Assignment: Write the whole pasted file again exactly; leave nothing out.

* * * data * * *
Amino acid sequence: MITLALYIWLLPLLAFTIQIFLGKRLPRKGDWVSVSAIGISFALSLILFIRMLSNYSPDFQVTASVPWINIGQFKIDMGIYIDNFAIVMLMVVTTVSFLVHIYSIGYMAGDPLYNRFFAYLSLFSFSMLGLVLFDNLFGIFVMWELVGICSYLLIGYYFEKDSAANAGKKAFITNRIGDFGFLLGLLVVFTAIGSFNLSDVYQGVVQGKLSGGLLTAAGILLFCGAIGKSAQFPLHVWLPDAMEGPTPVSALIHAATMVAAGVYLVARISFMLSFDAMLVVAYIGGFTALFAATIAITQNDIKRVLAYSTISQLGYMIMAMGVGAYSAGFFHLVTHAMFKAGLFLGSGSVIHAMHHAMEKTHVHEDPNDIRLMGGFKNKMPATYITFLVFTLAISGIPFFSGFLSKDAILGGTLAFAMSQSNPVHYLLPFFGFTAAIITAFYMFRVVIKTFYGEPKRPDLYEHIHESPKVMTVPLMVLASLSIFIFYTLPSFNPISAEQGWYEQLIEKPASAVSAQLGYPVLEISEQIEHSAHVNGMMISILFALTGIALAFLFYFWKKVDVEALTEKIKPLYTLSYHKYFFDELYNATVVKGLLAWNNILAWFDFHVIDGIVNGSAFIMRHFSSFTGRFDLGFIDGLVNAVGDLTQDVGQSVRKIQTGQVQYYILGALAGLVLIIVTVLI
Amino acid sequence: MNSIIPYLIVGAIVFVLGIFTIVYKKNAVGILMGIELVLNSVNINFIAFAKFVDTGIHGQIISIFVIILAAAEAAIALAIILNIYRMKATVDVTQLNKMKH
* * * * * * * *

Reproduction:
Amino acid sequence: MITLALYIWLLPLLAFTIQIFLGKRLPRKGDWVSVSAIGISFALSLILFIRMLSNYSPDFQVTASVPWINIGQFKIDMGIYIDNFAIVMLMVVTTVSFLVHIYSIGYMAGDPLYNRFFAYLSLFSFSMLGLVLFDNLFGIFVMWELVGICSYLLIGYYFEKDSAANAGKKAFITNRIGDFGFLLGLLVVFTAIGSFNLSDVYQGVVQGKLSGGLLTAAGILLFCGAIGKSAQFPLHVWLPDAMEGPTPVSALIHAATMVAAGVYLVARISFMLSFDAMLVVAYIGGFTALFAATIAITQNDIKRVLAYSTISQLGYMIMAMGVGAYSAGFFHLVTHAMFKAGLFLGSGSVIHAMHHAMEKTHVHEDPNDIRLMGGFKNKMPATYITFLVFTLAISGIPFFSGFLSKDAILGGTLAFAMSQSNPVHYLLPFFGFTAAIITAFYMFRVVIKTFYGEPKRPDLYEHIHESPKVMTVPLMVLASLSIFIFYTLPSFNPISAEQGWYEQLIEKPASAVSAQLGYPVLEISEQIEHSAHVNGMMISILFALTGIALAFLFYFWKKVDVEALTEKIKPLYTLSYHKYFFDELYNATVVKGLLAWNNILAWFDFHVIDGIVNGSAFIMRHFSSFTGRFDLGFIDGLVNAVGDLTQDVGQSVRKIQTGQVQYYILGALAGLVLIIVTVLI
Amino acid sequence: MNSIIPYLIVGAIVFVLGIFTIVYKKNAVGILMGIELVLNSVNINFIAFAKFVDTGIHGQIISIFVIILAAAEAAIALAIILNIYRMKATVDVTQLNKMKH